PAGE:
Conference looks at hand hygiene from new angles

16th of April 2014
Conference looks at hand hygiene from new angles

The implications of poor hand hygiene on a local, global and national scale were considered at a recent conference held in London.

More than 60 delegates from cleaning and hygiene companies, hospital trusts, local authorities and retail giants attended the event which was hosted by the Royal Society for Public Health.

The conference took the theme: 'The science and behaviour behind hand washing at home, work and on the move' and speakers included public health consultants, behaviour change experts and lecturers from the London School of Hygiene and Tropical Medicine.

Topics under discussion included the importance of hand washing with soap in developing countries and why some healthcare and catering workers are still neglecting their hand hygiene.

The conference also focused on the dangers of conditions such as diarrhoea and respiratory illnesses. The hands play a key role in spreading such conditions according to independent health and safety consultant Dr Lisa Ackerley.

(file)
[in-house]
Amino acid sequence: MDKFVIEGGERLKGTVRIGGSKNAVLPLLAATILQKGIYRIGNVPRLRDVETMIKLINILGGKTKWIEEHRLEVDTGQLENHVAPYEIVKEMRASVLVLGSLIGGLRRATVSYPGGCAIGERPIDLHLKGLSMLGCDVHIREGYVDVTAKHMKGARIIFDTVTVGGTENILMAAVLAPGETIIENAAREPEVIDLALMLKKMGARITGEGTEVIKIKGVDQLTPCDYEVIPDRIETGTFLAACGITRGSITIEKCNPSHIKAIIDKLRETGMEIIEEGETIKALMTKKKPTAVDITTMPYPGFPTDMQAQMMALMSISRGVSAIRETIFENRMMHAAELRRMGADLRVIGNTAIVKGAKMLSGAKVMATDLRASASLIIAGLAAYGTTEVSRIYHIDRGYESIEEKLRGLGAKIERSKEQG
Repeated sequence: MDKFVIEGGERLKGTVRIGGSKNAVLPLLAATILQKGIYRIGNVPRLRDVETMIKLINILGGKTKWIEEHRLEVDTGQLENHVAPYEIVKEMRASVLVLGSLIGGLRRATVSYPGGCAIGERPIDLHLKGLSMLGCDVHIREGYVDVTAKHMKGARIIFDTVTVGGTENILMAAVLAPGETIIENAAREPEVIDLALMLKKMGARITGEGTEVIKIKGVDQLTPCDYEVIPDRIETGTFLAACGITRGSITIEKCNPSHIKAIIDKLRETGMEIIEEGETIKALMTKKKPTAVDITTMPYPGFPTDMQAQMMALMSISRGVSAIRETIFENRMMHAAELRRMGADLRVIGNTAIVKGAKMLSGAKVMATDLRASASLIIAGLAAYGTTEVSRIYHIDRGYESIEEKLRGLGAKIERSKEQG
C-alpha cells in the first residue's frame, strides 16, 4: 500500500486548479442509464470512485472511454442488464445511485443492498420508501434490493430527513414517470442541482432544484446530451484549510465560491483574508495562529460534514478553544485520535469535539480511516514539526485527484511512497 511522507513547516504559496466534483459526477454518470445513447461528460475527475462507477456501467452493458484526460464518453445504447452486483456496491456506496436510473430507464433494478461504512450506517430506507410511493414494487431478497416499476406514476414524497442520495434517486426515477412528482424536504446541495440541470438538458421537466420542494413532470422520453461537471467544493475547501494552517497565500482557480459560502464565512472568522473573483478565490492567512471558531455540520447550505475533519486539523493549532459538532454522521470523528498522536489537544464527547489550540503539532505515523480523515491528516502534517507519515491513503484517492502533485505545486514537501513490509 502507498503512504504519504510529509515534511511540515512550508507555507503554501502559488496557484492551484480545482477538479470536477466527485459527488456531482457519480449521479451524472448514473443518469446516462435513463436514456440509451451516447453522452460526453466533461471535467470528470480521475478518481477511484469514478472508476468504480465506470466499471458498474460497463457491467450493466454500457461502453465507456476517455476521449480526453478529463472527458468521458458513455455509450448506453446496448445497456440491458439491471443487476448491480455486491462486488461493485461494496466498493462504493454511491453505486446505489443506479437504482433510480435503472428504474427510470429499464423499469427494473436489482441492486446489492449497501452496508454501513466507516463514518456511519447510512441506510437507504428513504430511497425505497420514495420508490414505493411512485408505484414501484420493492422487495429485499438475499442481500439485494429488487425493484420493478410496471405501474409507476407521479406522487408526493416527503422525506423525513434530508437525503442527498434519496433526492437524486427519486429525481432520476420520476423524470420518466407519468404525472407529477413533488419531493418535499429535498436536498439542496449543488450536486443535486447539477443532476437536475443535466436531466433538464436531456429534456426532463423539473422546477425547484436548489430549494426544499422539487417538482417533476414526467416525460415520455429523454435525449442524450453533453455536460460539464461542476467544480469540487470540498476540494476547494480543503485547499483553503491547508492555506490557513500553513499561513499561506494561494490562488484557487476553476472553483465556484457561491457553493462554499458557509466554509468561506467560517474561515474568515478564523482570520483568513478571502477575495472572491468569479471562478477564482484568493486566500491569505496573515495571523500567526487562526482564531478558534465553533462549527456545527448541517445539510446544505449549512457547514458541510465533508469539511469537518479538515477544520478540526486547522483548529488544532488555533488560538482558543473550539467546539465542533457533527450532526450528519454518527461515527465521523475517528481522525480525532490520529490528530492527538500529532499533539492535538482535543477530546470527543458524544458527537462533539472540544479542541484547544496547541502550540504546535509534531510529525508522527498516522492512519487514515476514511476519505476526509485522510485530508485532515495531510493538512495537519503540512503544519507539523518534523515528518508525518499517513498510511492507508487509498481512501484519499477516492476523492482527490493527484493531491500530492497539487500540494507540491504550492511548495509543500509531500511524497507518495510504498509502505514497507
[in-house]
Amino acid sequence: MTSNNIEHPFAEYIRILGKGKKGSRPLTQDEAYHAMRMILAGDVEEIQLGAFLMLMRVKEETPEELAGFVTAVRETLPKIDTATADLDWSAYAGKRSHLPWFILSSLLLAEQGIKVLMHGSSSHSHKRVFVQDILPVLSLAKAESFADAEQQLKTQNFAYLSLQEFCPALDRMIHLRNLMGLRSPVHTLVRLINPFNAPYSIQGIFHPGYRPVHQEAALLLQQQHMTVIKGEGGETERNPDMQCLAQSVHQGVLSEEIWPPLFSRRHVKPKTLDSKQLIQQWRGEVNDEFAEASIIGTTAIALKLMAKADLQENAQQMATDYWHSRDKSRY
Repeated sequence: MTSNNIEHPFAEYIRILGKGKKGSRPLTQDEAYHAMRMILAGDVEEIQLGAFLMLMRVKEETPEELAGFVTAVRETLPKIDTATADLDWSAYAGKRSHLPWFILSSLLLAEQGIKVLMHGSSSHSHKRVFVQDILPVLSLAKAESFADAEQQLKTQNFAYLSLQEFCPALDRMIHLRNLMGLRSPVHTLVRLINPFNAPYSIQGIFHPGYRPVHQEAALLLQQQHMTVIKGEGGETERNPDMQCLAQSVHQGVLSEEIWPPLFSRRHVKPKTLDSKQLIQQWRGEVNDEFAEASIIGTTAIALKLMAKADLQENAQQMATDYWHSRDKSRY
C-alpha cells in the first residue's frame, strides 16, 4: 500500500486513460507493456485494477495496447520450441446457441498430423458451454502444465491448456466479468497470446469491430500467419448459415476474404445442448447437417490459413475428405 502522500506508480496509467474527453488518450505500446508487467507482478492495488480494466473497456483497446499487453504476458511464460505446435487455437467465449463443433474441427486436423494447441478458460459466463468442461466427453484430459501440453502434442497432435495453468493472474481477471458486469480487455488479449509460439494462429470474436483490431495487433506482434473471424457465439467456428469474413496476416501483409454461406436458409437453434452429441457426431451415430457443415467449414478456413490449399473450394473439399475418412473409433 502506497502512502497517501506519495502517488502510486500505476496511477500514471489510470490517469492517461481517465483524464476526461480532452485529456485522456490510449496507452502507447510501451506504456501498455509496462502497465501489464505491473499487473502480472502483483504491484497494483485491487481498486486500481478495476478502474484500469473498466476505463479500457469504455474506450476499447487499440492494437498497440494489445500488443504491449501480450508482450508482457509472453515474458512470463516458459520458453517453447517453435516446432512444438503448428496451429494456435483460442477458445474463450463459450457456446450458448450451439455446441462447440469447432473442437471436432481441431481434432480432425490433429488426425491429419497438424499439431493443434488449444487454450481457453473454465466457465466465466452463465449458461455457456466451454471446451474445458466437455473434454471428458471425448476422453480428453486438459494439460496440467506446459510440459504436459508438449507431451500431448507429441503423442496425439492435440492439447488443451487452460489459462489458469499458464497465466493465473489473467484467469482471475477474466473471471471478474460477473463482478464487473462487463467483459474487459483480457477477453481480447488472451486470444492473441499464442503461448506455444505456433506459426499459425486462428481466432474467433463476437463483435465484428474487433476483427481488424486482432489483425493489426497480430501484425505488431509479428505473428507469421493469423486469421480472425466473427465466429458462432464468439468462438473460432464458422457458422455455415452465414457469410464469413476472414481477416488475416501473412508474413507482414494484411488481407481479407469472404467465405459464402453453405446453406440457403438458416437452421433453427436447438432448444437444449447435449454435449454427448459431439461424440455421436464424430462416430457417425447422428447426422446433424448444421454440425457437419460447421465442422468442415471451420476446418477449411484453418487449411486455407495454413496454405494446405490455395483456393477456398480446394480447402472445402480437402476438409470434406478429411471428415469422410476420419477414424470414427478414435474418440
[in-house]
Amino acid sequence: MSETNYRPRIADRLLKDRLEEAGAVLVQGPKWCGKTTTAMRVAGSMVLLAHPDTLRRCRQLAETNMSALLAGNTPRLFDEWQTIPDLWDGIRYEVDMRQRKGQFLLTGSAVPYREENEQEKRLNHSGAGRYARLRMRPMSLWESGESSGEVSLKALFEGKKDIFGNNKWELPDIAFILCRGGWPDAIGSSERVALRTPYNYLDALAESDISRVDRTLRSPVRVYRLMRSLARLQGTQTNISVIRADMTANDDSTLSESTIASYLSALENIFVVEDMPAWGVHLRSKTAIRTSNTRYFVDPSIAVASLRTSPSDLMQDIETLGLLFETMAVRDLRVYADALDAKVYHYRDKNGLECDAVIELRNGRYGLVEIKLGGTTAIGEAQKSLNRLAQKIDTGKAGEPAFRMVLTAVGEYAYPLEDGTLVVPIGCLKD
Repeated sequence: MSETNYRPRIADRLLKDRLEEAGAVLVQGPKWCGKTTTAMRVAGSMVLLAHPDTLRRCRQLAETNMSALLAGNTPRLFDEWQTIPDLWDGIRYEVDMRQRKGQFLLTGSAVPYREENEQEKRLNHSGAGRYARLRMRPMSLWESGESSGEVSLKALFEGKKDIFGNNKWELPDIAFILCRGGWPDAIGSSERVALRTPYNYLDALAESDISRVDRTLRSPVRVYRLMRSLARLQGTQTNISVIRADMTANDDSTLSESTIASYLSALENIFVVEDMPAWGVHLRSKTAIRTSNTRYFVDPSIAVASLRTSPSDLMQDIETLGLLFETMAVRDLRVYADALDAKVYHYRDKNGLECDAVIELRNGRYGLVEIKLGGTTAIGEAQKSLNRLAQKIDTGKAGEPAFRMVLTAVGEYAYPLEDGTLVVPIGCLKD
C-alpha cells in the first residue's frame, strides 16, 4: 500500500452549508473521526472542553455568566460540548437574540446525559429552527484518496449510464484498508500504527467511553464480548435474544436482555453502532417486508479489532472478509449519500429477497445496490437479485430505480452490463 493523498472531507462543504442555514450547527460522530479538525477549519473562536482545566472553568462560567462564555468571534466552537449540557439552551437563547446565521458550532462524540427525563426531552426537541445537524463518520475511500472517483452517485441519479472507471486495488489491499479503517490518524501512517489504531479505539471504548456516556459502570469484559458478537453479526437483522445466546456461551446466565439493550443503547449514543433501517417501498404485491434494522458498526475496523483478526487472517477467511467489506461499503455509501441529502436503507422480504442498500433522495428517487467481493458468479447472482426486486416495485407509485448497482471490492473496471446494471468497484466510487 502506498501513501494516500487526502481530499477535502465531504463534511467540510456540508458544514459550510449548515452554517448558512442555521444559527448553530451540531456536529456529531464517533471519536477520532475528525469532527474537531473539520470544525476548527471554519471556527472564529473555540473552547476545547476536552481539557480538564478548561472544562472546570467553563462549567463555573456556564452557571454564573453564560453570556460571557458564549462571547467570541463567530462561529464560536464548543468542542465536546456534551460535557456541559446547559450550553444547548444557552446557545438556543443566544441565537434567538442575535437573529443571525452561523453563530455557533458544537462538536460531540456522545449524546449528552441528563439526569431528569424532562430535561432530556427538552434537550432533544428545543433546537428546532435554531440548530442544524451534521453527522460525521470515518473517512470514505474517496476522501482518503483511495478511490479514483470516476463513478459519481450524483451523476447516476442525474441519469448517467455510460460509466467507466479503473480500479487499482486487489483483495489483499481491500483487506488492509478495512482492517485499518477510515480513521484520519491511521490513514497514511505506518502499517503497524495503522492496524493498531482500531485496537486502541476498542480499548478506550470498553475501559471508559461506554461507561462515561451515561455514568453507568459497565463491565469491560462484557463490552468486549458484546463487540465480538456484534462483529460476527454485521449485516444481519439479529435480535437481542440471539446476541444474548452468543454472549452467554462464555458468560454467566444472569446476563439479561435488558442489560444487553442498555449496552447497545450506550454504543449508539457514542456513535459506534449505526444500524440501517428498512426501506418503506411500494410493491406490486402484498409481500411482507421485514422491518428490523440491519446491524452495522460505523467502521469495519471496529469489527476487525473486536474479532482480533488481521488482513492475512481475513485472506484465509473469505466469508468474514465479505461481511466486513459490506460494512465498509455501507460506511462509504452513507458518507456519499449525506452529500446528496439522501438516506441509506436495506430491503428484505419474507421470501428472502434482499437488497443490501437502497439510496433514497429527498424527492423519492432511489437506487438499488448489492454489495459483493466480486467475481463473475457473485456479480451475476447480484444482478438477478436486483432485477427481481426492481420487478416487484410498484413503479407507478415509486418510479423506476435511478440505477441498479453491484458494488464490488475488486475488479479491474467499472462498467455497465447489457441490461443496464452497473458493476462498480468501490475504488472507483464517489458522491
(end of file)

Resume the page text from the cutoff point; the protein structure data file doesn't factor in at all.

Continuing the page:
"Diarrhoea causes four per cent of deaths worldwide and kills 2.2 million people globally, most of them aged under five years," she said. "Respiratory illnesses such as flu affect between three and five million of us worldwide every year, resulting in between a quarter and a half a million deaths."

Dr Valerie Curtis, a reader in hygiene at the London School of Hygiene and Tropical Medicine, told the conference that hand washing with soap was the most effective way of reducing the risks of diseases spread via the fecal-oral route in developing countries.

"International attention is not focused on diarrhoea or hand hygiene - it is focused on water treatment," she said. "But hand washing with soap could save 650,000 lives a year globally. It could help prevent SARS, AIDS, cholera, pandemic flu and malnutrition."

According to Curtis, diarrhoea kills more children than AIDS, malaria and measles combined. "However, people don't like to talk about it so there is no funding."

The event was sponsored by Lifebuoy and Deb and Anita Gopal, global social mission manager of Unilever's Lifebuoy brand, also addressed the conference. Lifebuoy has made it a mission to save lives by changing the hygiene behaviour of one billion people by 2015.



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